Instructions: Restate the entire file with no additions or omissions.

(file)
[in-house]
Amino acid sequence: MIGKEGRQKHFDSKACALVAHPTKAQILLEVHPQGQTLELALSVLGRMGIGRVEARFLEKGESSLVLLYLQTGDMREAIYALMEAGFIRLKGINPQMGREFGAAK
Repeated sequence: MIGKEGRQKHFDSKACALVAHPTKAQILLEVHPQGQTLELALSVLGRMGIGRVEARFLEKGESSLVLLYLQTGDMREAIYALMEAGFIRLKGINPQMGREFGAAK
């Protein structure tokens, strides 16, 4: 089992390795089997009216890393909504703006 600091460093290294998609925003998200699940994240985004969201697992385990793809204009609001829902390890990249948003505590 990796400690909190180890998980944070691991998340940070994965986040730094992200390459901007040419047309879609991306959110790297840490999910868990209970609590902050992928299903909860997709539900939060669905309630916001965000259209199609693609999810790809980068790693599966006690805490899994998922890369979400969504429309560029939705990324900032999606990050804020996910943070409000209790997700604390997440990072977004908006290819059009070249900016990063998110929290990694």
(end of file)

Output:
[in-house]
Amino acid sequence: MIGKEGRQKHFDSKACALVAHPTKAQILLEVHPQGQTLELALSVLGRMGIGRVEARFLEKGESSLVLLYLQTGDMREAIYALMEAGFIRLKGINPQMGREFGAAK
Repeated sequence: MIGKEGRQKHFDSKACALVAHPTKAQILLEVHPQGQTLELALSVLGRMGIGRVEARFLEKGESSLVLLYLQTGDMREAIYALMEAGFIRLKGINPQMGREFGAAK
């Protein structure tokens, strides 16, 4: 089992390795089997009216890393909504703006 600091460093290294998609925003998200699940994240985004969201697992385990793809204009609001829902390890990249948003505590 990796400690909190180890998980944070691991998340940070994965986040730094992200390459901007040419047309879609991306959110790297840490999910868990209970609590902050992928299903909860997709539900939060669905309630916001965000259209199609693609999810790809980068790693599966006690805490899994998922890369979400969504429309560029939705990324900032999606990050804020996910943070409000209790997700604390997440990072977004908006290819059009070249900016990063998110929290990694």